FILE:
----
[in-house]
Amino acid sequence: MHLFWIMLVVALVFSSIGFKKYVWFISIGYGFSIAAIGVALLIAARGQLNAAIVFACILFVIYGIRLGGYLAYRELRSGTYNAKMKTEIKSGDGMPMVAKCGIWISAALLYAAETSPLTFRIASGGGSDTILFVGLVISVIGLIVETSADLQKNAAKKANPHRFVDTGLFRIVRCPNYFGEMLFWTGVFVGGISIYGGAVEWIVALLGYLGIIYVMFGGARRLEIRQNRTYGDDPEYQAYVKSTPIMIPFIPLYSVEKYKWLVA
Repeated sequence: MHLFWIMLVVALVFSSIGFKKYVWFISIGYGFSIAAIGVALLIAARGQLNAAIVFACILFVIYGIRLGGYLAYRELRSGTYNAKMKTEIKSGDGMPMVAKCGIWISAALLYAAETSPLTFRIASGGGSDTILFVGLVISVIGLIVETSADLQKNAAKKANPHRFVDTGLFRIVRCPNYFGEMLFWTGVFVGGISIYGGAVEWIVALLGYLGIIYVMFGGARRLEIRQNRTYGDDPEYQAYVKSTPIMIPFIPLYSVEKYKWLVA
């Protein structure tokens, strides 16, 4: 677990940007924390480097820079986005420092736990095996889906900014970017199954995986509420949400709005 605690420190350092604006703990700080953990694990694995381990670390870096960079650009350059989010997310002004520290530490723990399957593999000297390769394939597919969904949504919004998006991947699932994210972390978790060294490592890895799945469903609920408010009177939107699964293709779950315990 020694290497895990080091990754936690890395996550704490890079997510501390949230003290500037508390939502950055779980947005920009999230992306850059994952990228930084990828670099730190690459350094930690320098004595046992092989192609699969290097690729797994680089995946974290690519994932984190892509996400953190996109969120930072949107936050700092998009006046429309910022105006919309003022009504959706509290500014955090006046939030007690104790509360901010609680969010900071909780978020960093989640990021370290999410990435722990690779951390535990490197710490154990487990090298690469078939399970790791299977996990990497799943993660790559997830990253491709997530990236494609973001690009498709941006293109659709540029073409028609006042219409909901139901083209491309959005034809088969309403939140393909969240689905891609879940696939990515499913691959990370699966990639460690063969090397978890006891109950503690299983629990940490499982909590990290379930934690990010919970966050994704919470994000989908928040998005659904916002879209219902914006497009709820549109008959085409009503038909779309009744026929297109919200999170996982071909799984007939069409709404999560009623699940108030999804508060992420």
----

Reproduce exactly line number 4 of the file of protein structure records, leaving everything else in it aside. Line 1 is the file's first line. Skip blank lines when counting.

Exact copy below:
């Protein structure tokens, strides 16, 4: 677990940007924390480097820079986005420092736990095996889906900014970017199954995986509420949400709005 605690420190350092604006703990700080953990694990694995381990670390870096960079650009350059989010997310002004520290530490723990399957593999000297390769394939597919969904949504919004998006991947699932994210972390978790060294490592890895799945469903609920408010009177939107699964293709779950315990 020694290497895990080091990754936690890395996550704490890079997510501390949230003290500037508390939502950055779980947005920009999230992306850059994952990228930084990828670099730190690459350094930690320098004595046992092989192609699969290097690729797994680089995946974290690519994932984190892509996400953190996109969120930072949107936050700092998009006046429309910022105006919309003022009504959706509290500014955090006046939030007690104790509360901010609680969010900071909780978020960093989640990021370290999410990435722990690779951390535990490197710490154990487990090298690469078939399970790791299977996990990497799943993660790559997830990253491709997530990236494609973001690009498709941006293109659709540029073409028609006042219409909901139901083209491309959005034809088969309403939140393909969240689905891609879940696939990515499913691959990370699966990639460690063969090397978890006891109950503690299983629990940490499982909590990290379930934690990010919970966050994704919470994000989908928040998005659904916002879209219902914006497009709820549109008959085409009503038909779309009744026929297109919200999170996982071909799984007939069409709404999560009623699940108030999804508060992420």